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C2 vs. C1 vs. XK-3c


Clifton

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Sorry if this has all asked before but I did search for it to not much avail.

 

Did some trio gigs on a C1 and it's pretty solid. Also played on a real B3 for the first time and realised what all the fuss is about, making me think an XK-3c system is the only serious way to go.

But then again either the Nord C1 or C2 is much easier on the back & wallet. How much of a difference is there between the 1 & 2? And then between the C2 & the XK-3c?

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So glad you asked this because I have been wondering the same thing too! I think from watching videos and reading that the XK is far more editable than the C2. Where as they might have the same things that you can edit, like key click for example, the XK will have far more tweak ability where as the C2 would just have "low, med, high." The double manual is nice and so is the red, but I don't know if it's worth losing the manual drawbars. I get the advantage of the digital ones, that they always show you what your settings are, but that's hardly a big deal. People have been playin B3's for years and they seem to be doing just fine with manual drawbars. I think sonically they both will sound comparable out of a Leslie but I think the Hammond will shine with the finer details. And the Xk has real tube overdrive. That's a big plus for me personally. At the end of the day either is a fine choice. I would go with the Hammond because you can get into the nitty gritty. And you also should keep in mind no two B3's are EXACTLY alike in sound either, so your personal sonic voice is limitless when you're voicing the digital version. I mean it's never gonna sound perfect, because its not a tonewheel organ. But if someone is going to be THAT picky they should just get a vintage hammond.
1974 Rhodes, CP70B, Polivoks, Dominion 1, Behringer D, Mother 32, DFAM, MS20 Mini, Folktek Mescaline, Nord Lead 2x, KArp Odyssey, Jv1080, Digitakt, Hydrasynth,
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I play in a jazz trio/quartet/etc.

 

I used to use a C1 but now use an XK3c(I sold my C1 in November). IMHO, I feel as if the XK3c sim is light years ahead of the C1. Bandmates, fans/listeners, etc all feel who have heard both say the XK3c has that warm, earthy, vintage, and rich tone rather than the C1.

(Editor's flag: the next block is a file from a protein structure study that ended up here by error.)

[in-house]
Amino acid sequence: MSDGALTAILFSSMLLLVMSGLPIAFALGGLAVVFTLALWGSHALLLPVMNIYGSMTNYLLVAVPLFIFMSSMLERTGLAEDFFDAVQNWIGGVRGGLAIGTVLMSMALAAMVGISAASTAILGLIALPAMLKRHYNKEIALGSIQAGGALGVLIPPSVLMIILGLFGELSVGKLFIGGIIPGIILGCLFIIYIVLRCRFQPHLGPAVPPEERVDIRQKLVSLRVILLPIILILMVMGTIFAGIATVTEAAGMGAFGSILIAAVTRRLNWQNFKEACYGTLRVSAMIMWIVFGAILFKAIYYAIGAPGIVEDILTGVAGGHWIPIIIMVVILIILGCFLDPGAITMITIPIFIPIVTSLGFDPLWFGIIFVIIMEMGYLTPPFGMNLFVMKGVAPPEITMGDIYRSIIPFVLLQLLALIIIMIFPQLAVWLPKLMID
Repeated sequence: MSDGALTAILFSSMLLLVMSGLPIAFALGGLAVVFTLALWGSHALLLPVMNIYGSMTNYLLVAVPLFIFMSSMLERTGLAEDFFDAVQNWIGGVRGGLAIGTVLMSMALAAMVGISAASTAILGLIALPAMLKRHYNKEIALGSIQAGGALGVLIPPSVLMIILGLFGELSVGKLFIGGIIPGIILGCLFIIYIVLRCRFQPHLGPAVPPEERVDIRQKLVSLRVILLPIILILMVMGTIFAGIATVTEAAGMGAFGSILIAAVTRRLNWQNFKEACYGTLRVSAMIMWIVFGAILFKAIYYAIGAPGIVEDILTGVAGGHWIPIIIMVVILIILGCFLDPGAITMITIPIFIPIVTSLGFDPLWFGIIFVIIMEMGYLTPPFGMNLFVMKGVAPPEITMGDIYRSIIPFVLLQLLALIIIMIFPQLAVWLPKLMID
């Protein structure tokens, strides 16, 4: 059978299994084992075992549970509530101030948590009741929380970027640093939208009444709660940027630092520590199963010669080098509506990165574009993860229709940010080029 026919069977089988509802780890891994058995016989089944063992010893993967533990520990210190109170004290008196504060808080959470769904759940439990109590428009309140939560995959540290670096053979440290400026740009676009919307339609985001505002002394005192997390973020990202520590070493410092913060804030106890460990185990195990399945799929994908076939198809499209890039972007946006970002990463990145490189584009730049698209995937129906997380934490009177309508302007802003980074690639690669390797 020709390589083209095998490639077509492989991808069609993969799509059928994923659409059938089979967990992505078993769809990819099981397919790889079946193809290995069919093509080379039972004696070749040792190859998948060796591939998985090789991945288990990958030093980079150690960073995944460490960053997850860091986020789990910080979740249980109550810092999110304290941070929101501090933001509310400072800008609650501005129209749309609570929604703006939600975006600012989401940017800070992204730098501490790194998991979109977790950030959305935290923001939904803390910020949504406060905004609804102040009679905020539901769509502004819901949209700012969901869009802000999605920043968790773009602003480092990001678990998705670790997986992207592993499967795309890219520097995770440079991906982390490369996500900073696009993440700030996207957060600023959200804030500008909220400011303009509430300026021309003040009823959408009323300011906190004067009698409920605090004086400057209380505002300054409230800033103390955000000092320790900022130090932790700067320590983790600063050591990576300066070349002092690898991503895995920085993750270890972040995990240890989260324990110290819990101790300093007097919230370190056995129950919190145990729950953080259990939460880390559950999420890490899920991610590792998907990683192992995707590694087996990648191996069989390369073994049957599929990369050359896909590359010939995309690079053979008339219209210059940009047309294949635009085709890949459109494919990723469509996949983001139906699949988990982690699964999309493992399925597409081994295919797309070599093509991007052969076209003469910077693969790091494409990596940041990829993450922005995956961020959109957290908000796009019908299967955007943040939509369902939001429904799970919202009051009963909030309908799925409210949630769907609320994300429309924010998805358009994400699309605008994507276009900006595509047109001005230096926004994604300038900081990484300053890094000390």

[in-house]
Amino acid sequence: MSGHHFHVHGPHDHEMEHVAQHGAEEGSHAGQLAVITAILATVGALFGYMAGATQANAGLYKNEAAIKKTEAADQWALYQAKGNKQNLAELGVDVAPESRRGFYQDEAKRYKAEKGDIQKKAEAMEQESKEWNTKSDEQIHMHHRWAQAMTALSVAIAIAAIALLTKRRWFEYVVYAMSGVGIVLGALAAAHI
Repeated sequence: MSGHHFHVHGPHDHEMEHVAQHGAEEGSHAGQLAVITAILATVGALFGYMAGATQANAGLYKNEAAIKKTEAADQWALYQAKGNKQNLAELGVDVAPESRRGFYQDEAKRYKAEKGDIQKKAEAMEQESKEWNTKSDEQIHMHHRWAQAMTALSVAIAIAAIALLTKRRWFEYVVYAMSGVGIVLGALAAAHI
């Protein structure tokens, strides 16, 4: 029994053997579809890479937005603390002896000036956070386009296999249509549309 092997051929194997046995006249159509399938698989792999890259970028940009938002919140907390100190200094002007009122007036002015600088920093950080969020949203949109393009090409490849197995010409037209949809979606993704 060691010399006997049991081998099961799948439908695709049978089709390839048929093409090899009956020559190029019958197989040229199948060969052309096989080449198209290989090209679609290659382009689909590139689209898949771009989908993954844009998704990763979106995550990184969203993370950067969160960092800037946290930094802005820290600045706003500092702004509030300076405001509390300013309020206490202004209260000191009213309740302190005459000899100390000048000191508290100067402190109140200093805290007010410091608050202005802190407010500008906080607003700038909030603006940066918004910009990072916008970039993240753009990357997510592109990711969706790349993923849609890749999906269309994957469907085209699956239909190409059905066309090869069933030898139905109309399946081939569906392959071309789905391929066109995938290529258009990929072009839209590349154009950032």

Compared to a lot of the clones, they definitely got the drawbar situation right. The ventura's were shorter side and even the Key B Duo's weren't ratcheted. Obviously, the C1/C2 don't have drawbars....more on that down below.

 

There is more to carry but what you make up for it is in versatility. I use the XK3c as a single manual in conjunction w/ a piano (either a real piano or piano keyboard) with a jazz/soul singer. She loves the sound! Before, we'd only use piano. I tried to put my C1 on a grand piano once and it was too high w/ the dual manuals.

 

It is more to bring but PM me offline if you want to see how I roll in and out of a gig in one trip. :)

 

That being said, I liked the C1 when I had it. It sounded pretty good even w/ a Roland KC350 (!). I got used to the drawbars but HATED that they got washed out in the sun. I played in a bunch of jazz festivals this summer and on a few I had to shield the sun to move around drawbars. That was one the last straws to look for another option BTW. It is light but once you add in the protective case, maybe the stage legs, maybe the music rest, etc the weight starts to add up.

 

There are a lot of great clones out there. At NAMM, I tried the Roland models, the Ventura, the Key B Duo, the XK3c, C2, etc. All of them were great in their own ways.

 

I would try them all and see what works for you monetarily, sonically (are you gigging w/ a leslie!?), and what you can bring.

 

 

 

 

www.brianho.net

http://www.cdbaby.com/cd/brianho

www.youtube.com/brianhojazz

 

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The XK-3c is supremely tweakable. The Nord's are pretty much straight ahead, what you see is what you get boards. The XK-3c with the Pro lower manual weighs in at a grand total of 60lbs. That's both pieces together - separately they are much lighter of course. The XK-3c gives you the flexibility of using a single manual if need be. Beyond that, I think the raw tones (as there are a few different sets of tonewheels from which you can choose) of the XK are more pleasing to the ear then the Nord, and again, they are supremely tweakable. It's worth the money IMO.
A ROMpler is just a polyphonic turntable.